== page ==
TBOM celebrates 20th anniversary with tea Feb. 13

Published 1:17 pm Wednesday, January 26, 2011

Tea honors founder Eloise Thwing

Eloise Thwing at her desk in the early days of Thermal Belt Outreach Ministry. (photo submitted)

After five years of studying and researching poverty in Polk County in the late 1980s, the Church Women United, founders of the 20-year-old Thermal Belt Outreach Ministries, saw a real need.

Before they could begin addressing that need, they first had to convince their neighbors that poverty was a problem.

Average citizens in Polk County “still did not believe we had the amount of poverty reported by this research team,” according to the history of Thermal Belt Outreach Ministries. “An invitation was given to the community to join these women on field trips out into the low income areas of Polk County.”

Polk County Transportation Department buses were loaded up, and eyes were opened.

Now, after 20 years of helping in a growing, changing ministry to the disadvantaged, the men and women of Thermal Belt Outreach Ministries are inviting the community to a very different occasion.

Thermal Belt Outreach will celebrate its 20th anniversary with a Valentine High Tea to be held in honor of Outreach’s founder and executive director Eloise Thwing.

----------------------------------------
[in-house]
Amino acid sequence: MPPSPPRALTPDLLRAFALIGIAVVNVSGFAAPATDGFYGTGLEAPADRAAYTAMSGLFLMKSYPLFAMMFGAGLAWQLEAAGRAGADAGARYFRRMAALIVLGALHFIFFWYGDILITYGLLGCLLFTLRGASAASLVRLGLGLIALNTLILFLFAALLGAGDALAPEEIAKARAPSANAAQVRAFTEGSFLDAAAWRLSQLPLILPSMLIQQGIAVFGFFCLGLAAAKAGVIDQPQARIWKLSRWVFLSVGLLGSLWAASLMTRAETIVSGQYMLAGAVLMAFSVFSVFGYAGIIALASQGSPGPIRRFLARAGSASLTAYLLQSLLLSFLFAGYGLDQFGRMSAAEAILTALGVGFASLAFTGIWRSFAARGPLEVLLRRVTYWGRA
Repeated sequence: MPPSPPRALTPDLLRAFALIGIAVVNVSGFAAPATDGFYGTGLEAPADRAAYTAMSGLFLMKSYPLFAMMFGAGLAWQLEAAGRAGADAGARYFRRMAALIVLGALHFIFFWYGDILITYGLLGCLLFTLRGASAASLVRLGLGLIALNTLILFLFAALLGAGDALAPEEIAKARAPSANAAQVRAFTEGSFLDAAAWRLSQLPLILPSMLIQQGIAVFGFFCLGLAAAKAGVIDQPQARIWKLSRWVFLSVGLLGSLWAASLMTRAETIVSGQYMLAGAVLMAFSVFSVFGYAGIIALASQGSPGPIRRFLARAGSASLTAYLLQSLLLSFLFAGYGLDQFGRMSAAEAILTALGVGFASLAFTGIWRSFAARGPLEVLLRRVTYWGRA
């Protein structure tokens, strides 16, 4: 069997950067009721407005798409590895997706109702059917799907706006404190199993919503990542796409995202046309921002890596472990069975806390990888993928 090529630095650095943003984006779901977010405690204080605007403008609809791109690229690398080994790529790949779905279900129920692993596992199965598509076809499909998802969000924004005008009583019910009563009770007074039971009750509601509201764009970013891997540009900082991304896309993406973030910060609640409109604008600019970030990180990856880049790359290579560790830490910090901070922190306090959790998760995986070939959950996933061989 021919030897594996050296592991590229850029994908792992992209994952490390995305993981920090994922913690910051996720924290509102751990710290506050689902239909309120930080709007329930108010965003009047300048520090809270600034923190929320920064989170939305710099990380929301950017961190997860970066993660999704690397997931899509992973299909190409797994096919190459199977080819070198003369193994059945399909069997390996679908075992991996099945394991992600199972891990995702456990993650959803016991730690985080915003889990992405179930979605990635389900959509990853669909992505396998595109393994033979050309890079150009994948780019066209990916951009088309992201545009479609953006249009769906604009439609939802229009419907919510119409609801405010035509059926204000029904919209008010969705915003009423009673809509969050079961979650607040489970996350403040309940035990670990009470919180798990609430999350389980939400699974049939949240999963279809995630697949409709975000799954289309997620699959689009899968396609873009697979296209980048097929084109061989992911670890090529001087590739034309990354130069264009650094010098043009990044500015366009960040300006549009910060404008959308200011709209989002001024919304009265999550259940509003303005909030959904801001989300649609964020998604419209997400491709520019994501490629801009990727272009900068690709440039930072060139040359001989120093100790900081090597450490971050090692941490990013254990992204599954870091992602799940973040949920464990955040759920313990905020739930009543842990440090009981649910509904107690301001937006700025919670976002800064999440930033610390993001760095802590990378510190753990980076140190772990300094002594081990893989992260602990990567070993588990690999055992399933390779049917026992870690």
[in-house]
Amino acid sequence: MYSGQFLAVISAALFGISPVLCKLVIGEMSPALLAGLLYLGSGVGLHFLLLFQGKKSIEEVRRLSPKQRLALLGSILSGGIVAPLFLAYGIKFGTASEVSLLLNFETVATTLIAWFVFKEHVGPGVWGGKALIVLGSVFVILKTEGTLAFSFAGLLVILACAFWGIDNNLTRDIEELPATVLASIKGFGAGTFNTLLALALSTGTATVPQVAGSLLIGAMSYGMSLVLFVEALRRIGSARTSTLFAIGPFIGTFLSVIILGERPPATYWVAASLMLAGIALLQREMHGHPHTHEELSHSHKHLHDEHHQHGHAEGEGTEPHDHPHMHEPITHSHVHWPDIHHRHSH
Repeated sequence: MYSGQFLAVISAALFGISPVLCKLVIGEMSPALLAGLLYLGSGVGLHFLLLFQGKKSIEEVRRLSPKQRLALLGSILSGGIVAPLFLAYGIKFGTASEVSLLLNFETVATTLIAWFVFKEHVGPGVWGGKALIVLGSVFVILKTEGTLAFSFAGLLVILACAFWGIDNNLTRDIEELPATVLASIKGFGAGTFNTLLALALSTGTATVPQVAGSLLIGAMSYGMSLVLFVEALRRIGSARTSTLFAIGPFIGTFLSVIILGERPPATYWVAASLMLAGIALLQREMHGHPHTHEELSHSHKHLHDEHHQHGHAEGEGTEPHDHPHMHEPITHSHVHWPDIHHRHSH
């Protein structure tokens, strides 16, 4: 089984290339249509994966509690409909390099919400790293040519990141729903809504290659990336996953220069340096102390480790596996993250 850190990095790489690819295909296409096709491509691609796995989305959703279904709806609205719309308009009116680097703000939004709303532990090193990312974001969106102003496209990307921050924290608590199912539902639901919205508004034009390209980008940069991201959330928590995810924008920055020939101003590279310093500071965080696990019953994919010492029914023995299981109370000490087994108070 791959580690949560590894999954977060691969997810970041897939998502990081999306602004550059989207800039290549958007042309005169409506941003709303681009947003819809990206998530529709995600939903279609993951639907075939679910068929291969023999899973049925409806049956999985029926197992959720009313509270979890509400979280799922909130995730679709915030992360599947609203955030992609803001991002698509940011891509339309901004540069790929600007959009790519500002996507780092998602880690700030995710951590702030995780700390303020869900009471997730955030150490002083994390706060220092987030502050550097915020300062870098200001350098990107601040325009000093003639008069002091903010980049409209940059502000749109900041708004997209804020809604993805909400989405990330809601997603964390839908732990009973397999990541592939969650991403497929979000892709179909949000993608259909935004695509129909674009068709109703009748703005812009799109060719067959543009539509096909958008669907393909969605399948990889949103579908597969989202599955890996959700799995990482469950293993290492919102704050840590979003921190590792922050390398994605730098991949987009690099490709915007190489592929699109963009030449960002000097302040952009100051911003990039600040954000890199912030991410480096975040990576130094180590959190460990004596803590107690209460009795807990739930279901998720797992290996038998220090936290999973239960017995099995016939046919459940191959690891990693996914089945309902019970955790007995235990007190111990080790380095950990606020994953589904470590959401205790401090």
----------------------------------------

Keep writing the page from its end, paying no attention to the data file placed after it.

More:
The tea will be held Sunday, Feb. 13, from 4 – 6 p.m. at Tryon Estates, and will feature five gourmet teas, coffee, punch, scones, pinwheel sandwiches, fruits, cheeses and chocolate macaroons.

A slide show on multiple screens will play back the 20-year history in pictures, and former chairman and Columbus United Methodist pastor, the Rev. Tony Sayer, will be on hand to offer a tribute to Thwing.

Tickets are on sale at area banks and at Vera’s of Landrum.

It was the honoree of this high tea, Eloise Thwing, who in 1986 began working with Church Women United to do something about area poverty. They had just learned from the National Church Women United headquarters that they were living in one of America’s top 200 counties by the measure of poverty per capita.

The national Church Women headquarters agreed to fund a study, and for five years the women made trips to Atlanta twice a year to learn how to research poverty and set up a non-profit to assist those in need.

When the time came to stop studying and do something, Eloise Thwing was fortunate to find a friend in the newly appointed pastor of Columbus United Methodist Church, Tony Sayer. With his recommendation, the church agreed to offer the new organization a Sunday School room and free utilities.

Dick Thwing paid for the installation of a telephone and on Feb. 2, 1991 Thermal Belt Outreach opened its doors for business. Eloise Thwing was chairman of the board, and within months would become executive director.

Since that time, Thermal Belt Outreach has added programs, helped to establish a dental clinic and apartment complex and moved into its own buildings.

Highlights of that history will be told in a series of articles to follow.